The Korean War was a war between North Korea and South Korea. The war began on 25 June 1950 when North Korea invaded South Korea following a series of clashes along the border; as a product of the Cold War between the Soviet Union and the United States, Korea had been split into two sovereign states in 1948. A socialist state was established in the north under the communist leadership of Kim Il-sung and a capitalist state in the south under the anti-communist leadership of Syngman Rhee. Both governments of the two new Korean states claimed to be the sole legitimate government of all of Korea, neither accepted the border as permanent; the conflict escalated into warfare when North Korean military forces—supported by the Soviet Union and China—crossed the border and advanced south into South Korea on 25 June 1950. The United Nations Security Council authorized the formation and dispatch of UN forces to Korea to repel what was recognized as a North Korean invasion. Twenty-one countries of the United Nations contributed to the UN force, with the United States providing around 90% of the military personnel.
After the first two months of war, South Korean and U. S. forces dispatched to Korea were on the point of defeat, forced back to a small area in the south known as the Pusan Perimeter. In September 1950, an amphibious UN counter-offensive was launched at Incheon, cut off many North Korean troops; those who escaped envelopment and capture were forced back north. UN forces approached the Yalu River—the border with China—but in October 1950, mass Chinese forces crossed the Yalu and entered the war; the surprise Chinese intervention triggered a retreat of UN forces which continued until mid-1951. In these reversals of fortune, Seoul changed hands four times, the last two years of fighting became a war of attrition, with the front line close to the 38th parallel; the war in the air, was never a stalemate. North Korea was subject to a massive bombing campaign. Jet fighters confronted each other in air-to-air combat for the first time in history, Soviet pilots covertly flew in defense of their communist allies.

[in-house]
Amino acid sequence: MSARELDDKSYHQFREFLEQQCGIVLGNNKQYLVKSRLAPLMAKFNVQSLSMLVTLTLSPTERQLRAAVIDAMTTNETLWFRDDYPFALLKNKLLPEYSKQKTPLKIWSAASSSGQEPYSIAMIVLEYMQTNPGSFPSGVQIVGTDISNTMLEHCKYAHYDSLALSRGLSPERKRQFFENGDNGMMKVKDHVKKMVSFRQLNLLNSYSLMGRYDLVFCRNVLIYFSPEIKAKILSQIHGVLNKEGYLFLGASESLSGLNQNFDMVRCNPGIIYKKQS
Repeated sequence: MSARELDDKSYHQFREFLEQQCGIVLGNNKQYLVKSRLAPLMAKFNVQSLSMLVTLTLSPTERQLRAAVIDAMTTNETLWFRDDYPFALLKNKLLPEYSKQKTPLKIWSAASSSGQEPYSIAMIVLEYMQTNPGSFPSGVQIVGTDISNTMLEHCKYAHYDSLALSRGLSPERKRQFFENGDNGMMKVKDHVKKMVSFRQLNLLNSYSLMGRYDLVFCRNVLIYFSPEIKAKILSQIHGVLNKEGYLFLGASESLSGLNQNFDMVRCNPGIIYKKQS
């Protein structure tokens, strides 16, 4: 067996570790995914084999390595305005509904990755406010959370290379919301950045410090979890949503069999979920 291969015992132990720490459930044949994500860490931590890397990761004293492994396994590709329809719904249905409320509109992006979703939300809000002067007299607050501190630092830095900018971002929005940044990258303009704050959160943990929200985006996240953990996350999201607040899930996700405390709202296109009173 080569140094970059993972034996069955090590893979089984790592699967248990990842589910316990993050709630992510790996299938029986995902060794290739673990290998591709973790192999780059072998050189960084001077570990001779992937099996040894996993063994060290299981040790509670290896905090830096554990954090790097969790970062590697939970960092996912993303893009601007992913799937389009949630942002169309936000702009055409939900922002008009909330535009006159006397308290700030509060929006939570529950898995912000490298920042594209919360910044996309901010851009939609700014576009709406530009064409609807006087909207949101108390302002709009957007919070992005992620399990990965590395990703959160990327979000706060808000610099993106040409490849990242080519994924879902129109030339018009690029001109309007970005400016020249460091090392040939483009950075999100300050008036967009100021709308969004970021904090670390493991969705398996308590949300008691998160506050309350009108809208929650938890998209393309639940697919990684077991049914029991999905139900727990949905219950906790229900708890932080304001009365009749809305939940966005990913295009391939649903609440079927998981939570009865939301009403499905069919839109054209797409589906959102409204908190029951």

The fighting ended on 27 July 1953. The agreement created the Korean Demilitarized Zone to separate North and South Korea, allowed the return of prisoners. However, no peace treaty was signed, according to some sources the two Koreas are technically still at war, engaged in a frozen conflict. In April 2018, the leaders of North and South Korea met at the demilitarized zone and agreed to work towards a treaty to formally end the Korean War. In South Korea, the war is referred to as "625" or the "6–2–5 Upheaval", reflecting the date of its commencement on June 25. In North Korea, the war is referred to as the "Fatherland Liberation War" or alternatively the "Chosǒn War". In China, the war is called the "War to Resist America and Aid Korea", although the term "Chaoxian War" is used in unofficial contexts, along with the term "Hán War" more used in regions such as Hong Kong and Macau. In the U. S. the war was described by President Harry S. Truman as a "police action" as the United States never formally declared war on its opponents and the operation was conducted under the auspices of the United Nations.